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story.lead_photo.caption Lynn Atkins/The Weekly Vista Members of a group of Revolutionary War re-enactors fired muskets at the start of the 12th annual Fourth of July Patriots Parade in Sugar Creek Center on July Fourth.

It's been a good 12 years, but it's time to retire, Jim Parsons said after this year's Fourth of July Patriot Parade.

Parsons and his organization, the Bella Vista Patriots, have sponsored the parade since the beginning. It's grown over the years and Parsons contends it's now the "biggest and best" parade in the state.

On Wednesday, July 4, the parade program listed 63 units ranging from a Cub Scout Pack to a 1943 Army half-track with Captain America on board. Some of the units didn't show, but there were also a few unexpected entries to balance it out, Parsons said.

Although many of the entries were from Bella Vista, some came from the surrounding area. Keynote speaker Lance Nutt, who retired as a Sgt. Major from the Marine Corps brought along a vehicle representing his nonprofit, Sheepdog Impact Assistance.

Sheepdog Impact originated in Rogers in 2010 and has spread nationally. According to its website, sheepdogia.org, the group has three missions: disaster response, outdoor adventures and holiday assistance. The programs are aimed at helping the sheepdogs which the website defines as "our nation's military, law enforcement, fire & rescue, and EMS professions -- society's protectors." One way to help is to give them the opportunity to serve others when disasters strike.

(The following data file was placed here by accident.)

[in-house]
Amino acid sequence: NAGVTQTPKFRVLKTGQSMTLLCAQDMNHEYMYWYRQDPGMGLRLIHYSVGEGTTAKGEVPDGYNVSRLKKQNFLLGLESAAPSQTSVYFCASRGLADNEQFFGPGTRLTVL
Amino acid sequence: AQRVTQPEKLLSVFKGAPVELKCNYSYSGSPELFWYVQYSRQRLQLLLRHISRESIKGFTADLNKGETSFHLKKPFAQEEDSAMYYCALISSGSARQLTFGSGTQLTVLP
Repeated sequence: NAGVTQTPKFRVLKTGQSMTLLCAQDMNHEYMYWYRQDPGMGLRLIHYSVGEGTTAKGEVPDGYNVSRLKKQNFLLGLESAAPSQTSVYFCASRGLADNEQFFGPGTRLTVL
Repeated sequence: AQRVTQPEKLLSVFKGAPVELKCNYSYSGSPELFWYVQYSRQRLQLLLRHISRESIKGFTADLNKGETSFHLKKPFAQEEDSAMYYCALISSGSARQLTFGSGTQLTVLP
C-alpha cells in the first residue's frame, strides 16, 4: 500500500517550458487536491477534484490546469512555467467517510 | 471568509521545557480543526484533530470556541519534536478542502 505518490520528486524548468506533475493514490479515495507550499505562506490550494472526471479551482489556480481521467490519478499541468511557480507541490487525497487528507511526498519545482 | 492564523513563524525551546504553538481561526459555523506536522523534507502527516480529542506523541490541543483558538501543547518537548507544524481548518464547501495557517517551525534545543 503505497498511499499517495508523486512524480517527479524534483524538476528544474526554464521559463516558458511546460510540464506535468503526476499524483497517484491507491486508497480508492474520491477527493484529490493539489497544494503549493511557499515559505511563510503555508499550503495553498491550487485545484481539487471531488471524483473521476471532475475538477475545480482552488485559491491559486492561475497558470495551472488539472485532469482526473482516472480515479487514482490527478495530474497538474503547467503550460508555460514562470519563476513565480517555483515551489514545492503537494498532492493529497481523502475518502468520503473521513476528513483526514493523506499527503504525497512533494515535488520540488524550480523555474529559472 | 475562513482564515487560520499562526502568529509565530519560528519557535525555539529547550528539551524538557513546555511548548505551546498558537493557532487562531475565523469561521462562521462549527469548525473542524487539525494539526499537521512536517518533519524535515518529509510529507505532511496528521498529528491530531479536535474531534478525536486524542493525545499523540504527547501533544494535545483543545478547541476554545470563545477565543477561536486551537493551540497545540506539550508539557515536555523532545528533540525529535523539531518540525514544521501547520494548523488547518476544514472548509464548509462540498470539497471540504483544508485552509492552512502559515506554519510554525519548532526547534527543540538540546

Parsons said organizing for the parade begins in April each year and, by May, it's a full-time job.

"I recognize, at 85, I have slowed down physically and mentally. There is a reason for retirement," he said.

Besides the groups that march in the parade, there is pre-parade entertainment. Usually, there's a dance group performing, but this year none of the dance groups could make it. Instead, he had the Lutheran Church band, as well as a bagpipe band, the Ozark Highlanders.

But before he could retire, he had to find the right people to take over the parade. He chose Tim and Julie Hull. He believes the city and the city's new advertising and promotions board will help, but he doesn't want the POA involved. The parade, he said, should be free and the POA charges fees for most of its projects.

Julie Hull said she will work with anyone who wants to help.

"We are going to do the legwork, behind the scenes," she said, "Jim will still be the master of ceremonies."

Hull said the parade will always be about patriotism. Her husband retired from the Navy and they have entered a float in the parade for the last several years.

"It won't stop our family float," she said.

She may turn over the float to her two sons while she and her husband concentrate on organizing the parade, she explained.

General News on 07/11/2018

Print Headline: Fourth of July parade marches into a new era

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